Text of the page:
Integrity Staffing Solutions, Inc. v. Busk concerns just one of those companies: A Nevada-based contractor that handles warehouse storage and logistics for According to Jesse Busk and Laurie Castro, the two former Integrity Staffing employees named as plaintiffs in the original suit, workers at their warehouse were often required to stand in line for as much as 25 minutes after the official end of the work day, waiting for security to ensure they had not stolen anything. A brief filed by their attorneys says they were also required to empty out their pockets and pass through metal detectors in a process not unlike going through airport security.

A Nevada district court ruled that Busk and Castro were not entitled to overtime for the time they lost to the security check, but they won a reversal of that decision from the 9th Circuit. Then, last October, attorneys for Integrity Staffing petitioned the Supreme Court to give the case another look. Workers can’t demand overtime for time spent in security screenings, the attorneys argue, because passing through those screenings does not qualify as a compensable activity.

Integrity Staffing’s attorneys – one of whom is Paul Clement, the United States Solicitor General under President George W. Bush – argue that going through security screenings does not mean the standard test for whether a workplace activity is deserving of compensation: In the 1956 case Steiner v. Mitchell, the Supreme Court ruled that workers must only be paid for those activities which are an “integral and indispensable part of the principal activities for which covered workmen are employed.” The time spent passing through security checks is equivalent to the time they spend eating lunch or commuting to work, they argued: A task the employees might need to perform in order to do their job, but not one that’s actually central to the central to why the company employs them.

The 9th Circuit rejected this line of reasoning and sided with the plaintiffs because, it reasoned, the process of going through security checks is “integral and indispensable.” The essential work of the warehouse employees is ensuring that products ordered on get properly stored and shipped to their owners without becoming damaged or going missing; hence the 9th Court ruled that “the security clearances are necessary to the employees’ primary work as warehouse employees and done for Integrity’s benefit.”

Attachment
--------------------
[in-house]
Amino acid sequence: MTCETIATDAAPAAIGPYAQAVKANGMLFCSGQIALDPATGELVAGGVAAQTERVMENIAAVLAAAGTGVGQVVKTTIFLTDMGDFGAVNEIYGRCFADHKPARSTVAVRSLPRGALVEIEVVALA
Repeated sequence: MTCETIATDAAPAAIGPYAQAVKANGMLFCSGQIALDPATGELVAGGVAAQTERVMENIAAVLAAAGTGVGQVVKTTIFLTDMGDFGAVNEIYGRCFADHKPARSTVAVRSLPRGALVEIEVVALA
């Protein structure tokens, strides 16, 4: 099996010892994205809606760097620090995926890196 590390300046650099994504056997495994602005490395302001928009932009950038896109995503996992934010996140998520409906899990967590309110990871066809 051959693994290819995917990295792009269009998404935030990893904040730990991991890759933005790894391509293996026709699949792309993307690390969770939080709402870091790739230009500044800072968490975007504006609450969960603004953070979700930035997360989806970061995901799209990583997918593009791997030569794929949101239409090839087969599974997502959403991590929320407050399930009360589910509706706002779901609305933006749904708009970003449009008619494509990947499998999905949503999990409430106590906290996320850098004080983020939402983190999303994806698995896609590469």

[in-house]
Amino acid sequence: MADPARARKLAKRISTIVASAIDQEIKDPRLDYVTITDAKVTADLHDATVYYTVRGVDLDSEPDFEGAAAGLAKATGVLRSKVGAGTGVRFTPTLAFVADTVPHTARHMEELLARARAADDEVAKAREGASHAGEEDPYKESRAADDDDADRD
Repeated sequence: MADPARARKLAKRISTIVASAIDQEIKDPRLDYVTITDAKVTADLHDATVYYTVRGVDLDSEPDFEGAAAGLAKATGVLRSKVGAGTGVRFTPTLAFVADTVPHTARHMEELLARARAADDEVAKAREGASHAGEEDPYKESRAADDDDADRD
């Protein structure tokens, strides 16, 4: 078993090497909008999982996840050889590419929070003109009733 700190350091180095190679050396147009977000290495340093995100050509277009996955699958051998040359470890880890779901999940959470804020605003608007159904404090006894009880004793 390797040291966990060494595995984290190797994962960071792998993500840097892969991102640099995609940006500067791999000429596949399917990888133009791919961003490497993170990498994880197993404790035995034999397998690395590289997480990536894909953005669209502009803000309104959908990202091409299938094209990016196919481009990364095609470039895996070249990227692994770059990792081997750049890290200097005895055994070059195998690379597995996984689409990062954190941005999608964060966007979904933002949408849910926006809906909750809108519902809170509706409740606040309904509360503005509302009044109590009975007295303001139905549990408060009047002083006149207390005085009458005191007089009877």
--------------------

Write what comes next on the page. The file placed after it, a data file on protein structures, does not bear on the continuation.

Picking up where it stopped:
“I think the issue is simple: When an employer tells you to do something, it’s work, and you ought to get compensated for it,” said Mark Thierman, an attorney representing Busk and Castro in both the Supreme Court case and their pending class action suit against Amazon. “Unless there’s a specific carve-out. There are some carve-outs for traveling, commuter time, and some other carve-outs for quasi-voluntary activities.”

Attorneys representing Integrity Staffing did not return a request for comment, but a spokesperson for Amazon reached out to msnbc to comment on the allegations that security checks tend to take nearly a half hour.

“We have a longstanding practice of not commenting on pending litigation, but data shows that employees walk through post shift security screening with little or no wait,” wrote Amazon spokesperson Kelly Cheeseman in an emailed statement.

The case has mobilized other interested parties on both sides. The industry group National Retail Federation (NRF) and the United States federal government have both filed amicus briefs siding with Integrity Staffing; two months ago, the labor coalition AFL-CIO filed a brief of its own supporting Busk and Castro.

Here is a link: